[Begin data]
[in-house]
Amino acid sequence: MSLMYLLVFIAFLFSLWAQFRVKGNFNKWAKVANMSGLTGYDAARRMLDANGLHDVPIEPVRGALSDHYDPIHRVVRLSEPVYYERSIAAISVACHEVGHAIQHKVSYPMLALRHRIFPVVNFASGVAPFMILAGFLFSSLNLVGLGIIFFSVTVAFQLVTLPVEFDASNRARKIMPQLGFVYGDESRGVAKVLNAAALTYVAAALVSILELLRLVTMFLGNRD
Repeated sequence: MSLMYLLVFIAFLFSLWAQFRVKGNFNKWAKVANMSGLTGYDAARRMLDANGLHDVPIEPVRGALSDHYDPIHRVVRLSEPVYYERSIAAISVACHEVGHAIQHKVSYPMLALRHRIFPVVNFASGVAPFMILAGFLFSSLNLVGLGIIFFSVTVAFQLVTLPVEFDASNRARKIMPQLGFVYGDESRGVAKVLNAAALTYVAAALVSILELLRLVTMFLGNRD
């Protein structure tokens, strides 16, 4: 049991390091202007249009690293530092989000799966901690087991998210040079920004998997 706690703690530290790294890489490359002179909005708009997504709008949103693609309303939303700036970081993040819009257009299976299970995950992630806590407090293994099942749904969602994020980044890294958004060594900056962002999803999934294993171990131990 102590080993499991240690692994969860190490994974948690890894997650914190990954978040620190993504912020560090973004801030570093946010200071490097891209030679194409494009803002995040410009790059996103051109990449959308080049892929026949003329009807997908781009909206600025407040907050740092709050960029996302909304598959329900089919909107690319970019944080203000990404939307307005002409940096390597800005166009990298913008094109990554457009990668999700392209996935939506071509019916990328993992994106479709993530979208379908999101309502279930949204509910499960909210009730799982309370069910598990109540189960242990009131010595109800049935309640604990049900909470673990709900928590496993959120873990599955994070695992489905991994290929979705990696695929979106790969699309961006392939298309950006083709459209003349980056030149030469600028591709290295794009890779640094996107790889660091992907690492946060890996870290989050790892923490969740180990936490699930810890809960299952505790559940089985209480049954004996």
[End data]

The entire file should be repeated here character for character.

[in-house]
Amino acid sequence: MSLMYLLVFIAFLFSLWAQFRVKGNFNKWAKVANMSGLTGYDAARRMLDANGLHDVPIEPVRGALSDHYDPIHRVVRLSEPVYYERSIAAISVACHEVGHAIQHKVSYPMLALRHRIFPVVNFASGVAPFMILAGFLFSSLNLVGLGIIFFSVTVAFQLVTLPVEFDASNRARKIMPQLGFVYGDESRGVAKVLNAAALTYVAAALVSILELLRLVTMFLGNRD
Repeated sequence: MSLMYLLVFIAFLFSLWAQFRVKGNFNKWAKVANMSGLTGYDAARRMLDANGLHDVPIEPVRGALSDHYDPIHRVVRLSEPVYYERSIAAISVACHEVGHAIQHKVSYPMLALRHRIFPVVNFASGVAPFMILAGFLFSSLNLVGLGIIFFSVTVAFQLVTLPVEFDASNRARKIMPQLGFVYGDESRGVAKVLNAAALTYVAAALVSILELLRLVTMFLGNRD
């Protein structure tokens, strides 16, 4: 049991390091202007249009690293530092989000799966901690087991998210040079920004998997 706690703690530290790294890489490359002179909005708009997504709008949103693609309303939303700036970081993040819009257009299976299970995950992630806590407090293994099942749904969602994020980044890294958004060594900056962002999803999934294993171990131990 102590080993499991240690692994969860190490994974948690890894997650914190990954978040620190993504912020560090973004801030570093946010200071490097891209030679194409494009803002995040410009790059996103051109990449959308080049892929026949003329009807997908781009909206600025407040907050740092709050960029996302909304598959329900089919909107690319970019944080203000990404939307307005002409940096390597800005166009990298913008094109990554457009990668999700392209996935939506071509019916990328993992994106479709993530979208379908999101309502279930949204509910499960909210009730799982309370069910598990109540189960242990009131010595109800049935309640604990049900909470673990709900928590496993959120873990599955994070695992489905991994290929979705990696695929979106790969699309961006392939298309950006083709459209003349980056030149030469600028591709290295794009890779640094996107790889660091992907690492946060890996870290989050790892923490969740180990936490699930810890809960299952505790559940089985209480049954004996």